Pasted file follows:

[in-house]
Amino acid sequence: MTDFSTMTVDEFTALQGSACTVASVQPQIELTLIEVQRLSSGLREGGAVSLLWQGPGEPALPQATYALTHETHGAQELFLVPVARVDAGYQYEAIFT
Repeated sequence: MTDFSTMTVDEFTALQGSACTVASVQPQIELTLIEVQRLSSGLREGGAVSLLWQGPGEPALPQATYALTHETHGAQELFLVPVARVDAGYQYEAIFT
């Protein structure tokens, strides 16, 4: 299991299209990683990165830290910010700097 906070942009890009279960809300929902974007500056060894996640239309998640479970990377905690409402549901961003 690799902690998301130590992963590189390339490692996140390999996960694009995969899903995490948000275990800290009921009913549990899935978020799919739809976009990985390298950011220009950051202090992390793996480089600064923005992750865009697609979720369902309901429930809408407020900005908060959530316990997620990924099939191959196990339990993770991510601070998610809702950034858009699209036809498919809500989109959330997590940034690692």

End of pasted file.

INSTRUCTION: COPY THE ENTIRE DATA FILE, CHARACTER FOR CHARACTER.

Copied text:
[in-house]
Amino acid sequence: MTDFSTMTVDEFTALQGSACTVASVQPQIELTLIEVQRLSSGLREGGAVSLLWQGPGEPALPQATYALTHETHGAQELFLVPVARVDAGYQYEAIFT
Repeated sequence: MTDFSTMTVDEFTALQGSACTVASVQPQIELTLIEVQRLSSGLREGGAVSLLWQGPGEPALPQATYALTHETHGAQELFLVPVARVDAGYQYEAIFT
């Protein structure tokens, strides 16, 4: 299991299209990683990165830290910010700097 906070942009890009279960809300929902974007500056060894996640239309998640479970990377905690409402549901961003 690799902690998301130590992963590189390339490692996140390999996960694009995969899903995490948000275990800290009921009913549990899935978020799919739809976009990985390298950011220009950051202090992390793996480089600064923005992750865009697609979720369902309901429930809408407020900005908060959530316990997620990924099939191959196990339990993770991510601070998610809702950034858009699209036809498919809500989109959330997590940034690692």